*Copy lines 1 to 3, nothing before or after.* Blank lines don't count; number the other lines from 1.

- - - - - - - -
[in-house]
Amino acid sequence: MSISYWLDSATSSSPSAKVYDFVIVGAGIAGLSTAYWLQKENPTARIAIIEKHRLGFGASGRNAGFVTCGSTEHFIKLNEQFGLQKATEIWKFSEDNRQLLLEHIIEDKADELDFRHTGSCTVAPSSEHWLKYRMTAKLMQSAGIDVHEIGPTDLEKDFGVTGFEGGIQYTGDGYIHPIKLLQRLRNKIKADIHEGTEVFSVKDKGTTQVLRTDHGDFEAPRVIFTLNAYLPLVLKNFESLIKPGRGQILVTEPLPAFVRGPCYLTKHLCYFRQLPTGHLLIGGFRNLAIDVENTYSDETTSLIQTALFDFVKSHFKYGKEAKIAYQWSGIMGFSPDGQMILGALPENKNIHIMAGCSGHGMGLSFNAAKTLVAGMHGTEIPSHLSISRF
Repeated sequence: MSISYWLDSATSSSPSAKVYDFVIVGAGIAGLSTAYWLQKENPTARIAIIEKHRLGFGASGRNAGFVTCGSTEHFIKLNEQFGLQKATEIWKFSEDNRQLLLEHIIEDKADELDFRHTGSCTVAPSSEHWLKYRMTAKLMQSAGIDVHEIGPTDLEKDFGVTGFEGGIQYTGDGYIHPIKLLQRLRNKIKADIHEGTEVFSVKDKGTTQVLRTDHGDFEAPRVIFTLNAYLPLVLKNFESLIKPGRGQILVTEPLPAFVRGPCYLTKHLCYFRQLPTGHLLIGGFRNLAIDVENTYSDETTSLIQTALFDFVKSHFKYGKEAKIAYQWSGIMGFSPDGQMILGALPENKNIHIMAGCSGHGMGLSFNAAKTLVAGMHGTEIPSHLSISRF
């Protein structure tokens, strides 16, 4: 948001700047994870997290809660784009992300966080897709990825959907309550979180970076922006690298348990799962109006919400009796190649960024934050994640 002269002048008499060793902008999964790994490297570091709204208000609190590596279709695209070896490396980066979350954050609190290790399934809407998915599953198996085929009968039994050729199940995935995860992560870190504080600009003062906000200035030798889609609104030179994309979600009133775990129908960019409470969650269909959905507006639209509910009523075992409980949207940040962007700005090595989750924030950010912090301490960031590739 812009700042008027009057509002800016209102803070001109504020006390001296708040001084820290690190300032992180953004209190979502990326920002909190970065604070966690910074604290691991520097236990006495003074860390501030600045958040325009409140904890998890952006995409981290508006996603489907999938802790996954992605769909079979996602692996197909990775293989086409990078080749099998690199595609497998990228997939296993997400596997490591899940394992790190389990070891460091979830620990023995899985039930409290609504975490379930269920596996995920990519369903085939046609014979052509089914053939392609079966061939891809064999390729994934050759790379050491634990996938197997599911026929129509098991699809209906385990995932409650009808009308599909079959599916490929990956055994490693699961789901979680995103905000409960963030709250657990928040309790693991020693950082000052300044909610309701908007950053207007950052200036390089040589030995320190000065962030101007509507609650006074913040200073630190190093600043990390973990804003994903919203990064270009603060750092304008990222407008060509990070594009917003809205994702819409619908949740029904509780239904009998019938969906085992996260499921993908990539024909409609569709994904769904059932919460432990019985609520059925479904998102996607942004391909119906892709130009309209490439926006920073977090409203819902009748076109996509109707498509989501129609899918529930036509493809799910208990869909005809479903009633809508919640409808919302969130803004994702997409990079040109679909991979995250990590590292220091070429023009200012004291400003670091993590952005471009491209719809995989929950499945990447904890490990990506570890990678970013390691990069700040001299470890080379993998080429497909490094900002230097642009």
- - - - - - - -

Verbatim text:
[in-house]
Amino acid sequence: MSISYWLDSATSSSPSAKVYDFVIVGAGIAGLSTAYWLQKENPTARIAIIEKHRLGFGASGRNAGFVTCGSTEHFIKLNEQFGLQKATEIWKFSEDNRQLLLEHIIEDKADELDFRHTGSCTVAPSSEHWLKYRMTAKLMQSAGIDVHEIGPTDLEKDFGVTGFEGGIQYTGDGYIHPIKLLQRLRNKIKADIHEGTEVFSVKDKGTTQVLRTDHGDFEAPRVIFTLNAYLPLVLKNFESLIKPGRGQILVTEPLPAFVRGPCYLTKHLCYFRQLPTGHLLIGGFRNLAIDVENTYSDETTSLIQTALFDFVKSHFKYGKEAKIAYQWSGIMGFSPDGQMILGALPENKNIHIMAGCSGHGMGLSFNAAKTLVAGMHGTEIPSHLSISRF
Repeated sequence: MSISYWLDSATSSSPSAKVYDFVIVGAGIAGLSTAYWLQKENPTARIAIIEKHRLGFGASGRNAGFVTCGSTEHFIKLNEQFGLQKATEIWKFSEDNRQLLLEHIIEDKADELDFRHTGSCTVAPSSEHWLKYRMTAKLMQSAGIDVHEIGPTDLEKDFGVTGFEGGIQYTGDGYIHPIKLLQRLRNKIKADIHEGTEVFSVKDKGTTQVLRTDHGDFEAPRVIFTLNAYLPLVLKNFESLIKPGRGQILVTEPLPAFVRGPCYLTKHLCYFRQLPTGHLLIGGFRNLAIDVENTYSDETTSLIQTALFDFVKSHFKYGKEAKIAYQWSGIMGFSPDGQMILGALPENKNIHIMAGCSGHGMGLSFNAAKTLVAGMHGTEIPSHLSISRF